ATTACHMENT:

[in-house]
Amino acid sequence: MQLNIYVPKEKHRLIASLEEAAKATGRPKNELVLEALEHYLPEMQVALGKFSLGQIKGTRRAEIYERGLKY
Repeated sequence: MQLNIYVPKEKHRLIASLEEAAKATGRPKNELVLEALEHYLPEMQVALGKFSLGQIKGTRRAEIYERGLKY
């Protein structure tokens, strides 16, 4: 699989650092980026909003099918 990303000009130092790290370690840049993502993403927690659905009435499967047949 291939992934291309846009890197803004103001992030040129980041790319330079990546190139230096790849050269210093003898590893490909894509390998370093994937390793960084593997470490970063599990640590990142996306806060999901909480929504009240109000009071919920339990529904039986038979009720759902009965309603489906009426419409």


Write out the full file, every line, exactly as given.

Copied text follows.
[in-house]
Amino acid sequence: MQLNIYVPKEKHRLIASLEEAAKATGRPKNELVLEALEHYLPEMQVALGKFSLGQIKGTRRAEIYERGLKY
Repeated sequence: MQLNIYVPKEKHRLIASLEEAAKATGRPKNELVLEALEHYLPEMQVALGKFSLGQIKGTRRAEIYERGLKY
């Protein structure tokens, strides 16, 4: 699989650092980026909003099918 990303000009130092790290370690840049993502993403927690659905009435499967047949 291939992934291309846009890197803004103001992030040129980041790319330079990546190139230096790849050269210093003898590893490909894509390998370093994937390793960084593997470490970063599990640590990142996306806060999901909480929504009240109000009071919920339990529904039986038979009720759902009965309603489906009426419409």